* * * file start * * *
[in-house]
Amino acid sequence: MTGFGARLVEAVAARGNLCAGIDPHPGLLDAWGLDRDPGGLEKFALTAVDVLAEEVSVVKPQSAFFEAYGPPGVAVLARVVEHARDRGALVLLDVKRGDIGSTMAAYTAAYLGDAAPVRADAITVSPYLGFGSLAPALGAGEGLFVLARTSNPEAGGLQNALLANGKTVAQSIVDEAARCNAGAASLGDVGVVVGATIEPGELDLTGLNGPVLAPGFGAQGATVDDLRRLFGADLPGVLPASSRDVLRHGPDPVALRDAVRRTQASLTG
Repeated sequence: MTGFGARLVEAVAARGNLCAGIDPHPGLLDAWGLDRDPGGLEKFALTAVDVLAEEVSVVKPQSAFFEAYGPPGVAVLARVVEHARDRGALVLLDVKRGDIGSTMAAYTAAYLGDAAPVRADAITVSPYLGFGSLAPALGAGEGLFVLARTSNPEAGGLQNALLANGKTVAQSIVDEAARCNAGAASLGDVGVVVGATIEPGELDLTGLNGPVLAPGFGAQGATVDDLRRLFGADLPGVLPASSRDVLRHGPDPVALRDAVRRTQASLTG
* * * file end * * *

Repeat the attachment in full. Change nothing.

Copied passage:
[in-house]
Amino acid sequence: MTGFGARLVEAVAARGNLCAGIDPHPGLLDAWGLDRDPGGLEKFALTAVDVLAEEVSVVKPQSAFFEAYGPPGVAVLARVVEHARDRGALVLLDVKRGDIGSTMAAYTAAYLGDAAPVRADAITVSPYLGFGSLAPALGAGEGLFVLARTSNPEAGGLQNALLANGKTVAQSIVDEAARCNAGAASLGDVGVVVGATIEPGELDLTGLNGPVLAPGFGAQGATVDDLRRLFGADLPGVLPASSRDVLRHGPDPVALRDAVRRTQASLTG
Repeated sequence: MTGFGARLVEAVAARGNLCAGIDPHPGLLDAWGLDRDPGGLEKFALTAVDVLAEEVSVVKPQSAFFEAYGPPGVAVLARVVEHARDRGALVLLDVKRGDIGSTMAAYTAAYLGDAAPVRADAITVSPYLGFGSLAPALGAGEGLFVLARTSNPEAGGLQNALLANGKTVAQSIVDEAARCNAGAASLGDVGVVVGATIEPGELDLTGLNGPVLAPGFGAQGATVDDLRRLFGADLPGVLPASSRDVLRHGPDPVALRDAVRRTQASLTG